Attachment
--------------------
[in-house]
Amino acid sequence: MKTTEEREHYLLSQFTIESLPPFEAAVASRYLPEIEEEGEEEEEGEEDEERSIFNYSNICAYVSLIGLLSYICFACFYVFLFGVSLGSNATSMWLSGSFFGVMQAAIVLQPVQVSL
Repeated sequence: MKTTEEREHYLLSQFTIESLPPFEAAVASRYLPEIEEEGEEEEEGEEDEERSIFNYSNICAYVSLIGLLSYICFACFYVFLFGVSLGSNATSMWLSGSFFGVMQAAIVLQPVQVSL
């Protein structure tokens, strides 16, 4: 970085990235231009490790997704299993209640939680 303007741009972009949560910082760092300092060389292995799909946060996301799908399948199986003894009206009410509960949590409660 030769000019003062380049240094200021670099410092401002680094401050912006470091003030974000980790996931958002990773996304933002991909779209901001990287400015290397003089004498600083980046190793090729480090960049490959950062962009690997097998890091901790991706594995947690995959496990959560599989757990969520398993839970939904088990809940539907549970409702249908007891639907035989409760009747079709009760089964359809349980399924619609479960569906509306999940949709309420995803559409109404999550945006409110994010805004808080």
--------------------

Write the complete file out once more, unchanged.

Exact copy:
[in-house]
Amino acid sequence: MKTTEEREHYLLSQFTIESLPPFEAAVASRYLPEIEEEGEEEEEGEEDEERSIFNYSNICAYVSLIGLLSYICFACFYVFLFGVSLGSNATSMWLSGSFFGVMQAAIVLQPVQVSL
Repeated sequence: MKTTEEREHYLLSQFTIESLPPFEAAVASRYLPEIEEEGEEEEEGEEDEERSIFNYSNICAYVSLIGLLSYICFACFYVFLFGVSLGSNATSMWLSGSFFGVMQAAIVLQPVQVSL
């Protein structure tokens, strides 16, 4: 970085990235231009490790997704299993209640939680 303007741009972009949560910082760092300092060389292995799909946060996301799908399948199986003894009206009410509960949590409660 030769000019003062380049240094200021670099410092401002680094401050912006470091003030974000980790996931958002990773996304933002991909779209901001990287400015290397003089004498600083980046190793090729480090960049490959950062962009690997097998890091901790991706594995947690995959496990959560599989757990969520398993839970939904088990809940539907549970409702249908007891639907035989409760009747079709009760089964359809349980399924619609479960569906509306999940949709309420995803559409109404999550945006409110994010805004808080």